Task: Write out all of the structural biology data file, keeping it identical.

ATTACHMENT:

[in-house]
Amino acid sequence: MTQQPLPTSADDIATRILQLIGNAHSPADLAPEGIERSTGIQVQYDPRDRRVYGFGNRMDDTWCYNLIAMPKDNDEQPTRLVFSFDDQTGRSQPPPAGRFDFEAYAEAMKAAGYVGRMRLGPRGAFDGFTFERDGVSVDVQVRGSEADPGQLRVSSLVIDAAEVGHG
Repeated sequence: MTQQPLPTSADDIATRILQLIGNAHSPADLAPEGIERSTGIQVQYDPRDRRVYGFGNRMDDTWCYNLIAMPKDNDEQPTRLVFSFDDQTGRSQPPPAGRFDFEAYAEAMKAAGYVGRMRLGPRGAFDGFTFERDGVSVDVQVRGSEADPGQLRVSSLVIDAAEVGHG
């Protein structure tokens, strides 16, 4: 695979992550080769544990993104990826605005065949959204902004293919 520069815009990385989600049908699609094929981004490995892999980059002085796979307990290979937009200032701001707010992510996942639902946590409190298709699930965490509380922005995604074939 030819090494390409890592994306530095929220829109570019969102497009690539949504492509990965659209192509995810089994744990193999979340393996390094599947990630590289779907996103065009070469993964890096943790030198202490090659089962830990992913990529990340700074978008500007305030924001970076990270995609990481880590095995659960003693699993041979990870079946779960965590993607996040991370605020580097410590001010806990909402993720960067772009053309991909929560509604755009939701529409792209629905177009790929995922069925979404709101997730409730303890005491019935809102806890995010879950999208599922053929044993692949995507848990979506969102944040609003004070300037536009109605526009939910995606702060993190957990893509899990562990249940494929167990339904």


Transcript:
[in-house]
Amino acid sequence: MTQQPLPTSADDIATRILQLIGNAHSPADLAPEGIERSTGIQVQYDPRDRRVYGFGNRMDDTWCYNLIAMPKDNDEQPTRLVFSFDDQTGRSQPPPAGRFDFEAYAEAMKAAGYVGRMRLGPRGAFDGFTFERDGVSVDVQVRGSEADPGQLRVSSLVIDAAEVGHG
Repeated sequence: MTQQPLPTSADDIATRILQLIGNAHSPADLAPEGIERSTGIQVQYDPRDRRVYGFGNRMDDTWCYNLIAMPKDNDEQPTRLVFSFDDQTGRSQPPPAGRFDFEAYAEAMKAAGYVGRMRLGPRGAFDGFTFERDGVSVDVQVRGSEADPGQLRVSSLVIDAAEVGHG
């Protein structure tokens, strides 16, 4: 695979992550080769544990993104990826605005065949959204902004293919 520069815009990385989600049908699609094929981004490995892999980059002085796979307990290979937009200032701001707010992510996942639902946590409190298709699930965490509380922005995604074939 030819090494390409890592994306530095929220829109570019969102497009690539949504492509990965659209192509995810089994744990193999979340393996390094599947990630590289779907996103065009070469993964890096943790030198202490090659089962830990992913990529990340700074978008500007305030924001970076990270995609990481880590095995659960003693699993041979990870079946779960965590993607996040991370605020580097410590001010806990909402993720960067772009053309991909929560509604755009939701529409792209629905177009790929995922069925979404709101997730409730303890005491019935809102806890995010879950999208599922053929044993692949995507848990979506969102944040609003004070300037536009109605526009939910995606702060993190957990893509899990562990249940494929167990339904």